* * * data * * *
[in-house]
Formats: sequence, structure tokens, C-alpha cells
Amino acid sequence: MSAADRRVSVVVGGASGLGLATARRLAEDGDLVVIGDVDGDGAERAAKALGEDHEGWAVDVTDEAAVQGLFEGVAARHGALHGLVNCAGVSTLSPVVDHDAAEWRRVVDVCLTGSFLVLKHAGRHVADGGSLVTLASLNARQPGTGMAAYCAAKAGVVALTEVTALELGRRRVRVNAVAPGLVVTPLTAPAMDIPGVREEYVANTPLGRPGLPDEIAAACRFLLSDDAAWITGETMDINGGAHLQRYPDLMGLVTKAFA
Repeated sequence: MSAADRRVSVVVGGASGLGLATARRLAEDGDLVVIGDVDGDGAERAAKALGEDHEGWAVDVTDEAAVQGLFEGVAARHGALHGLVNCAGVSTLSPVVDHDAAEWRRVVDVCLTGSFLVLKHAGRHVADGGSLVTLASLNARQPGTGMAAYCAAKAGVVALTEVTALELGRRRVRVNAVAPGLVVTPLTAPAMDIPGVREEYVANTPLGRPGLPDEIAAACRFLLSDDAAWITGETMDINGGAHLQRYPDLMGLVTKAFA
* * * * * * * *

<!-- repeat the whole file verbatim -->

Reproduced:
[in-house]
Formats: sequence, structure tokens, C-alpha cells
Amino acid sequence: MSAADRRVSVVVGGASGLGLATARRLAEDGDLVVIGDVDGDGAERAAKALGEDHEGWAVDVTDEAAVQGLFEGVAARHGALHGLVNCAGVSTLSPVVDHDAAEWRRVVDVCLTGSFLVLKHAGRHVADGGSLVTLASLNARQPGTGMAAYCAAKAGVVALTEVTALELGRRRVRVNAVAPGLVVTPLTAPAMDIPGVREEYVANTPLGRPGLPDEIAAACRFLLSDDAAWITGETMDINGGAHLQRYPDLMGLVTKAFA
Repeated sequence: MSAADRRVSVVVGGASGLGLATARRLAEDGDLVVIGDVDGDGAERAAKALGEDHEGWAVDVTDEAAVQGLFEGVAARHGALHGLVNCAGVSTLSPVVDHDAAEWRRVVDVCLTGSFLVLKHAGRHVADGGSLVTLASLNARQPGTGMAAYCAAKAGVVALTEVTALELGRRRVRVNAVAPGLVVTPLTAPAMDIPGVREEYVANTPLGRPGLPDEIAAACRFLLSDDAAWITGETMDINGGAHLQRYPDLMGLVTKAFA